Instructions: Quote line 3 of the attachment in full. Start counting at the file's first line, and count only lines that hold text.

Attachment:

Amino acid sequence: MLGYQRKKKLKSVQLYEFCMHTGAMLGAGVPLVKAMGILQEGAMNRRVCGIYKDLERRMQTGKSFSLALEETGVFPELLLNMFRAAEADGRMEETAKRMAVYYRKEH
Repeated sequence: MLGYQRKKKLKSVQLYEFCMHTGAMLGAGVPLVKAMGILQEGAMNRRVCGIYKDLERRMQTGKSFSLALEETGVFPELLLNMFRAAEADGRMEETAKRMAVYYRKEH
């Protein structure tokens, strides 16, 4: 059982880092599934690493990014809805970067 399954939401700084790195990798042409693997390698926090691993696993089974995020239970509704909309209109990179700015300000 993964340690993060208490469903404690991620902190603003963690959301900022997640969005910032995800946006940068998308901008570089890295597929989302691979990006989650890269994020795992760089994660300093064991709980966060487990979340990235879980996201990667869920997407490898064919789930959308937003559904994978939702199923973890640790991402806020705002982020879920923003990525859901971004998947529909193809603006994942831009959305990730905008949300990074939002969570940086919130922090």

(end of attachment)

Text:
């Protein structure tokens, strides 16, 4: 059982880092599934690493990014809805970067 399954939401700084790195990798042409693997390698926090691993696993089974995020239970509704909309209109990179700015300000 993964340690993060208490469903404690991620902190603003963690959301900022997640969005910032995800946006940068998308901008570089890295597929989302691979990006989650890269994020795992760089994660300093064991709980966060487990979340990235879980996201990667869920997407490898064919789930959308937003559904994978939702199923973890640790991402806020705002982020879920923003990525859901971004998947529909193809603006994942831009959305990730905008949300990074939002969570940086919130922090």